Examination of Witnesses (Questions 64
WEDNESDAY 6 MARCH 2002
KCB OBE, MAJOR GENERAL
CBE AND AIR
63. Welcome. Major General, could you tell us
whether you are putting in a compensation claim to the Ministry
of Defence for your injury!
(Major General Gordon) I am working on
64. Thanks very much for coming. We have a lot
of questions to ask you in just an hour. Perhaps I could start
off as I did with the first session, the Royal British Legion,
with a question on the consultation process which has taken three
years. The reviews of both pension and compensation arrangements
have been characterised by delays. The MoD have now informed us
that they are re-examining a number of `major areas' of the proposals
and do not now expect firm proposals to be put to the Cabinet
until `the autumn'. In your view, were the proposals sufficiently
thought through and developed before the MoD published the consultation
document a year ago?
(Air Chief Marshal Sir Roger Palin) I think our answer
has to be no because what we were led to expect was a thorough,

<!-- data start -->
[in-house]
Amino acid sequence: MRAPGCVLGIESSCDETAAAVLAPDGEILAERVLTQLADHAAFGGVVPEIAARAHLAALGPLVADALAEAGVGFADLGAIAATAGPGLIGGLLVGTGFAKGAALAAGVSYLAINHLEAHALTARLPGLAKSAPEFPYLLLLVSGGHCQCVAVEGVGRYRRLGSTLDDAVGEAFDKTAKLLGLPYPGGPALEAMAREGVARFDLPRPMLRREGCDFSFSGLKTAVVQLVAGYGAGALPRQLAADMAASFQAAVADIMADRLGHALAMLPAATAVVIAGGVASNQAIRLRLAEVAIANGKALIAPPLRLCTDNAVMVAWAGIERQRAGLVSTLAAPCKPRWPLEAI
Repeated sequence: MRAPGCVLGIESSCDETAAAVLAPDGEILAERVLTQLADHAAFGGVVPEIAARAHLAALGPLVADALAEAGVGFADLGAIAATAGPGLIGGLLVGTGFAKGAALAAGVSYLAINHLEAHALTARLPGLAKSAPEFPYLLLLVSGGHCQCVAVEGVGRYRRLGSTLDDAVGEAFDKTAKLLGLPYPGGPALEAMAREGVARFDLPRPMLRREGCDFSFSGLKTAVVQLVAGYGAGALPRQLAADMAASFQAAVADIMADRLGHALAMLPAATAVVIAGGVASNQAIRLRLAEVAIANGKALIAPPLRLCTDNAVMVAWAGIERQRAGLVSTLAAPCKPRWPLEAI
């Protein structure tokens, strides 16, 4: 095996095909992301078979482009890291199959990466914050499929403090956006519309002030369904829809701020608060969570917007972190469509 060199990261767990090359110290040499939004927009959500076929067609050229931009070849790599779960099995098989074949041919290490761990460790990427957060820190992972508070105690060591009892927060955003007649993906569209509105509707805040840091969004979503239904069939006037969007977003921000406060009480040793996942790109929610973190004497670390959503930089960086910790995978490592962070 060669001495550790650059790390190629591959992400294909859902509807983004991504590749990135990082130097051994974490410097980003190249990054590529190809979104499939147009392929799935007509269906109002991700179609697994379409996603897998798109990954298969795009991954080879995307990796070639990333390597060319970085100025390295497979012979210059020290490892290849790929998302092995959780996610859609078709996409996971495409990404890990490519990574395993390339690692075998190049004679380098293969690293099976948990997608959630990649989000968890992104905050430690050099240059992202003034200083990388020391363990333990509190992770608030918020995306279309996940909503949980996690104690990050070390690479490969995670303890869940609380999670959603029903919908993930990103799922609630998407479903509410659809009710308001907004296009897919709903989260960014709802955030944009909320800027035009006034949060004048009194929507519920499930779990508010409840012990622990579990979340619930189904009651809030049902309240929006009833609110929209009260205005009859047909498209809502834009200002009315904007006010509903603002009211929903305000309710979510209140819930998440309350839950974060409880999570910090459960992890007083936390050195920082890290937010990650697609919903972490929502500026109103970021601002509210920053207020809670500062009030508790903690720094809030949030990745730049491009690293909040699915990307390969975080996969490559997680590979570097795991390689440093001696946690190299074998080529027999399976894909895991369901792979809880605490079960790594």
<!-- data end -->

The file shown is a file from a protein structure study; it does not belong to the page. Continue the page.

in-depth review which would look at the fundamentals, cost all
the various options, then consider affordability, priorities and
then the final package. What clearly happened was that because
they laid upon this exercise a cost-neutral parameter at the outset,
it could only be, by definition, a tinkering at the edges, a redistribution
of resources within the existing cost parameter. We also, I think,
found that they had not really thought through many of the not
just structural options, as alternative structural options, but
some of the alternative options, for example, incentive schemes
overseas. It was just not thought through and certainly not thought
through in sufficient depth or breadth about other options.
65. So why do you think there has been a delay?
Is it because they now realise from the number of letters and
memoranda which have been submitted that they really have to reappraise
their initial document?
(Air Chief Marshal Sir Roger Palin) Yes, I do. I honestly
believe, from our discussions with them, that they felt that the
compensation paper was going to give them the most problems and
that the pension paper would probably go through on the nod, or,
let us say, they hoped it would go through on the nod because,
quite frankly, there is very, very little detailed knowledge about
pensions in the Service community and this Pension Society is
the only external body which has any degree of expertise. We do